“The fact is that in order to do any thing in this world worth doing, we must not stand shivering on the bank thinking of the cold and the danger, but jump in and scramble through as well as we can.” Sydney Smith
I was thinking about this quote today. The reason for that is one of my students spent her spring break preparing for her swimming test to become qualified to earn her Senior Life Saving Certification and become a lifeguard. She is fairly athletic, and my guess is that she did pass. She was nervous about it and we talked about her upcoming test. I told her to swim hard and be confident. I had quite an unusual experience when I took my Lifesaving class.
I took the class when I was about 14 or 15 as I recall. It was taught at out town pool, and we had class 6 mornings a week. We swam I don’t even know how many laps each morning. It was very hard work. I was a good swimmer. However, I lacked two things: stamina and the ability to do lengthy, uninterrupted underwater swimming. These were definite hindrances. During class we had to swim about 20 laps, then swim underwater to pick up a heavy brick and bring it to the side of the pool. When I took the class I was about 4′ 11″ tall and weighed about 70 pounds. For whatever reason, when I tried to swim to the bottom of the deep end after swimming all those lengths, my little body would pop right back up. It took a lot of work on my part to get to the bottom of the pool and stay there long enough to pick up a brick that was really heavy for me.
The coach would always have me rescue the hugest guy in the class. He didn’t do it to be mean. Rather, he did it to demonstrate that one could rescue any size person as long as you use the appropriate strategy. During the final week of the class we had a rehearsal for the real test. We were each partnered–one as the lifeguard the other as the victim. In the first round I was one of the guards. My counterpart (Tony) was the victim—and he was a HS football player. I was in the lane closest to the wall. My victim was out ahead of me, and I had just completed about 20 laps. Suddenly he went into the drowning act.
As I approached him, visible vapor came out of one of the pool vents and I breathed it in just as I turned my head mid-crawl to get more air. I instantly choked and inhaled water. I couldn’t breathe or move through the water. As I started to go under, Tony — in one deft move, scooped me up and hoisted me to the concrete beside the pool. “Coach!” he screamed as he got out. Suddenly, the coach was banging me on the back and clearing my air passageway. I came to and saw there were other kids with their swim teachers that were having trouble.
In a blur, the pool director put me and 4 other kids in his station wagon and sped to the ER. It turned out, the pool pump system had malfunctioned ~ spewing chlorine gas right at the 5 of us. We got to the hospital and they examined us. The other kids were in worse shape than I was. They reached my folks (who were out of town; I was babysitting my brothers). Then they called my grandparents in the next town over. Anyway, the other kids were admitted to the hospital (after a day or two they were fine). The pool director took me back to the pool.
My swim coach was there waiting for me and so were my brothers. My brothers had been in the midst of their swim lessons when this happened. I told the swim coach I was going to get dressed. “Nope, come here,” he said. He took me to the side of the pool. “Jump in and swim 2 laps for me” he said. “I’m too tired”. “No”, he said. “No shivering and no hesitating. If you do not get in and do this NOW, TODAY, you might never be able to make yourself swim again”. I froze. He picked me up and threw me in. Oh yeah, he sure did. I was mad!! But the coach said “swim 2 laps. Do not stop. Your brothers are watching and so am I. You can do this.” I was really, really mad at him. But I did it. I swam furiously. I thrashed and attacked that water. When I finished, I boosted myself out of the pool, grabbed a towel and stomped my foot. “Why did you do that? It could have happened again!” I yelled. “Better to go down fighting than to stand on the edge of the pool shivering for the rest of your life” he said. “Never forget that”. and I never did.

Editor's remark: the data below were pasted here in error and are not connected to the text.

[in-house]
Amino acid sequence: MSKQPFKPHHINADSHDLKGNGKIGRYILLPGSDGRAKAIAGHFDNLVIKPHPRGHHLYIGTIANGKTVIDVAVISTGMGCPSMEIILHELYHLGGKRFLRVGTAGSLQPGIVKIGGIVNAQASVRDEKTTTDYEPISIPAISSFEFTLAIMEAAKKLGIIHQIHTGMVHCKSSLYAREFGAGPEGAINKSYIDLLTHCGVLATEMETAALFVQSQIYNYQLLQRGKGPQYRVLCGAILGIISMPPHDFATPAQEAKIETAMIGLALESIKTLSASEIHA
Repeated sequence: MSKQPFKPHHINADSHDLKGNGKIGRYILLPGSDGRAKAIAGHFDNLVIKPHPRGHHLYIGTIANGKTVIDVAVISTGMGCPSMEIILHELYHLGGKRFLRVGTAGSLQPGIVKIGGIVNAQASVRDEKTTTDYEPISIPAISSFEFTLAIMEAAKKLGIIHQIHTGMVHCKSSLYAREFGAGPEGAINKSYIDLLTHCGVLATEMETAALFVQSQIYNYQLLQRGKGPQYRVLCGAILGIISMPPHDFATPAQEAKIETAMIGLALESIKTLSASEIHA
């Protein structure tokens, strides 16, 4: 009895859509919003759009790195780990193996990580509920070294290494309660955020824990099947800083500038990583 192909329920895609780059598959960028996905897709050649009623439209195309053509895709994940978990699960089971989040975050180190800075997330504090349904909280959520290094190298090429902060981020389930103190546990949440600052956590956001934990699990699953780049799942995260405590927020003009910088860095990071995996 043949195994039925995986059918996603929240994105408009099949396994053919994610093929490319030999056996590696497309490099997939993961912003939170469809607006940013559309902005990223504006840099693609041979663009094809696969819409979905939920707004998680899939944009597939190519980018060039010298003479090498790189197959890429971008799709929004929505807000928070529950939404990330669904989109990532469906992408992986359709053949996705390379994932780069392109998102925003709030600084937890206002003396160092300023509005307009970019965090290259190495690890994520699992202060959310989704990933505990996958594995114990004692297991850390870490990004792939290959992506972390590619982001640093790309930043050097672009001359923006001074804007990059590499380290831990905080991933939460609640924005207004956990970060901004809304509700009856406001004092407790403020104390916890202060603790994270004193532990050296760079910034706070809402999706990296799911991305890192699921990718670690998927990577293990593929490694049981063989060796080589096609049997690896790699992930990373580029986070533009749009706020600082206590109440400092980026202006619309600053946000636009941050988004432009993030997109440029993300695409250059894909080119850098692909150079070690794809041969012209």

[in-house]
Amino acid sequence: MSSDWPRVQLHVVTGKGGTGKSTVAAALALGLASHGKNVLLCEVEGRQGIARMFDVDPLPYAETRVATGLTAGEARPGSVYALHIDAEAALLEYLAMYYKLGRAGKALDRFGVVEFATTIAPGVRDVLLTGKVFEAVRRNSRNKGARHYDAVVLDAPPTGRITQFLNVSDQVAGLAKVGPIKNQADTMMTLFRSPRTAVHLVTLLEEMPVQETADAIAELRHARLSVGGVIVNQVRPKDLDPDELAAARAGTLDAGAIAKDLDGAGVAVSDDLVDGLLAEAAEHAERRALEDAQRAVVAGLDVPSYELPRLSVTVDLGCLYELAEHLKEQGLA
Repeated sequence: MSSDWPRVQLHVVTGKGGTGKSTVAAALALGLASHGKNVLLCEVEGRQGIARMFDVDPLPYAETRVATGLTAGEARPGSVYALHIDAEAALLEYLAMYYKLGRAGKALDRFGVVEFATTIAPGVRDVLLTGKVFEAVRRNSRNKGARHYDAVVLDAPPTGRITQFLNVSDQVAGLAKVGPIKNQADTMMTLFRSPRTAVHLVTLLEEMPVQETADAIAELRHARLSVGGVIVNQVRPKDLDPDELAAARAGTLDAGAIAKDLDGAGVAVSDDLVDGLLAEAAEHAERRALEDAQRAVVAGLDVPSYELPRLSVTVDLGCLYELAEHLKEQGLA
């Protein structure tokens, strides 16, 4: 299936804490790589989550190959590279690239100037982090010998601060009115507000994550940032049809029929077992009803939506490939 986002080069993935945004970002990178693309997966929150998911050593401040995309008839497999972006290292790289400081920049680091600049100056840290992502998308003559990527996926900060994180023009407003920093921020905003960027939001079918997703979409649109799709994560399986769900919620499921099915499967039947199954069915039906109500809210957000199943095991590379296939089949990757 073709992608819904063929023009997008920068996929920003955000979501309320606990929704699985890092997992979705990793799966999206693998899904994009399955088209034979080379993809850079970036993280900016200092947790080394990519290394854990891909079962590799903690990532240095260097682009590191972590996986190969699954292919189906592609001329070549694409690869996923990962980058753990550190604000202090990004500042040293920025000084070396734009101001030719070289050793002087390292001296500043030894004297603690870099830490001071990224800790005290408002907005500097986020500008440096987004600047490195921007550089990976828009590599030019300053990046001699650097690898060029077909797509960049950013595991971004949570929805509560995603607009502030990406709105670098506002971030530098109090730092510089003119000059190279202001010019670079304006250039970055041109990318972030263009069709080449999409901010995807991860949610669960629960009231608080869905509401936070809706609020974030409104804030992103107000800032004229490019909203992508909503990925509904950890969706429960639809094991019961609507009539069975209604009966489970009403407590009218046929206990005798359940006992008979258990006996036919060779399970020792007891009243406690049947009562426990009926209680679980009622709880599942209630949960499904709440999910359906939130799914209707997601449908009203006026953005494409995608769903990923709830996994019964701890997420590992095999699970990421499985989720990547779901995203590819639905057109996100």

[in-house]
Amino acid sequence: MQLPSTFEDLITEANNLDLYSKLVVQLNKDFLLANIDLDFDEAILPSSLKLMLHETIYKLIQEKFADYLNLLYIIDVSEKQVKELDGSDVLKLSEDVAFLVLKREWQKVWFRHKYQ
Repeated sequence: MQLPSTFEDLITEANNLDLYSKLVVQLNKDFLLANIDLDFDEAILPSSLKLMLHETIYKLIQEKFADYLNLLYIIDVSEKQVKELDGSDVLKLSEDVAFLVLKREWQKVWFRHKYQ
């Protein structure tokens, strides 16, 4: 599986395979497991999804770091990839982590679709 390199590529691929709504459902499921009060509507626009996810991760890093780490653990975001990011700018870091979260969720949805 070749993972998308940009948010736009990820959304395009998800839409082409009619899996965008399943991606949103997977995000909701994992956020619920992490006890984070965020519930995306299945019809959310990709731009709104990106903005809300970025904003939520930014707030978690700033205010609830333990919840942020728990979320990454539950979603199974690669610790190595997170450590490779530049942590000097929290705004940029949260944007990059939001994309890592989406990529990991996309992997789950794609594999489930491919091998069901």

The very next day was my swim test. I was exhausted and my lungs were still pretty raspy. So I ran into some trouble with swimming my laps quickly enough, but I managed. I did my surface rescue okay. I was paired with Tony again. He pretended to struggle (he was supposed to struggle more, but he wouldn’t). I managed to even get him out of the pool. But then when I had to swim 2 more lengths and get the heavy brick from the bottom of the deep end, I just couldn’t. I got to the deep end, but no matter how hard I tried I could not get my body to stay down long enough to reach that brick. This too was a timed event. Time ran out. So I did not pass, I did not earn my Lifesaving Certificate. Everyone in the class passed but me. But the coach said to me,” you succeeded at something much more important; and that action will last your whole life”.
He was right, of course. And no, I didn’t take Lifesaving again. You see, I only took it because we always took swim lessons in the summer, and that was the last class. I had already passed all the others. I had zero interest in being a lifeguard ~ I would have enjoyed teaching swimming lessons. But having to sit in the chair and NOT swim and watch others swim ~~ let’s just say it would be hell for me! But God’s loving care for me has always meant this: when I need comfort and tender reassurance, He sends me someone that gives that to me. That is a good thing. On the other hand, when I am shivering, He always sends me someone to throw me in the pool….and that has also been a good thing. A very good thing. It has been one of my life’s greatest gifts.